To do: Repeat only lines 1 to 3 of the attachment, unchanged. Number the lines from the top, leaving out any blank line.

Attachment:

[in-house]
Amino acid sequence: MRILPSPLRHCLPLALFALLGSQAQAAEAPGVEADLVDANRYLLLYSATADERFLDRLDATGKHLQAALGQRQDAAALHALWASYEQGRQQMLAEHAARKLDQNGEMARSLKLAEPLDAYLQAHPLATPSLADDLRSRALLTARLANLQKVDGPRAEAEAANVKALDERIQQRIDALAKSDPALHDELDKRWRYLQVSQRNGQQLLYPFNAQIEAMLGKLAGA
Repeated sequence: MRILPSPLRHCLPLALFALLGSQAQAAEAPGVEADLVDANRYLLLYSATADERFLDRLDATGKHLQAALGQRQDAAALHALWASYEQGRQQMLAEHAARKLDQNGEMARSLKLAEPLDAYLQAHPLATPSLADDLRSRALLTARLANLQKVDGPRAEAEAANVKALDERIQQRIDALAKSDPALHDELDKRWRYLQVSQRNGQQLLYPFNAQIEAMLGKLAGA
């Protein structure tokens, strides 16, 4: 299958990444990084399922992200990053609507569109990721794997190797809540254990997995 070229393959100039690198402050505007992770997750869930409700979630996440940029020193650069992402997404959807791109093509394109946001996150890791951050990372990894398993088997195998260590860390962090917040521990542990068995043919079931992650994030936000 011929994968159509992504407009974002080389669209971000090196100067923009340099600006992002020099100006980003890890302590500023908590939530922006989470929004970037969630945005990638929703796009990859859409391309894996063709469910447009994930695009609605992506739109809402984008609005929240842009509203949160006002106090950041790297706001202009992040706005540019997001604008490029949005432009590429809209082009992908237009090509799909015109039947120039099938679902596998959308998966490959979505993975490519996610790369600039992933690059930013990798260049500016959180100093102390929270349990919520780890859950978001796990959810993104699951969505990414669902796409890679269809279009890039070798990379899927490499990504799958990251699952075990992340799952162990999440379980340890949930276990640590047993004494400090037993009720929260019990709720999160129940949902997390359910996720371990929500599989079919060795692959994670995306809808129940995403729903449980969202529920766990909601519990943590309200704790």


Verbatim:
[in-house]
Amino acid sequence: MRILPSPLRHCLPLALFALLGSQAQAAEAPGVEADLVDANRYLLLYSATADERFLDRLDATGKHLQAALGQRQDAAALHALWASYEQGRQQMLAEHAARKLDQNGEMARSLKLAEPLDAYLQAHPLATPSLADDLRSRALLTARLANLQKVDGPRAEAEAANVKALDERIQQRIDALAKSDPALHDELDKRWRYLQVSQRNGQQLLYPFNAQIEAMLGKLAGA
Repeated sequence: MRILPSPLRHCLPLALFALLGSQAQAAEAPGVEADLVDANRYLLLYSATADERFLDRLDATGKHLQAALGQRQDAAALHALWASYEQGRQQMLAEHAARKLDQNGEMARSLKLAEPLDAYLQAHPLATPSLADDLRSRALLTARLANLQKVDGPRAEAEAANVKALDERIQQRIDALAKSDPALHDELDKRWRYLQVSQRNGQQLLYPFNAQIEAMLGKLAGA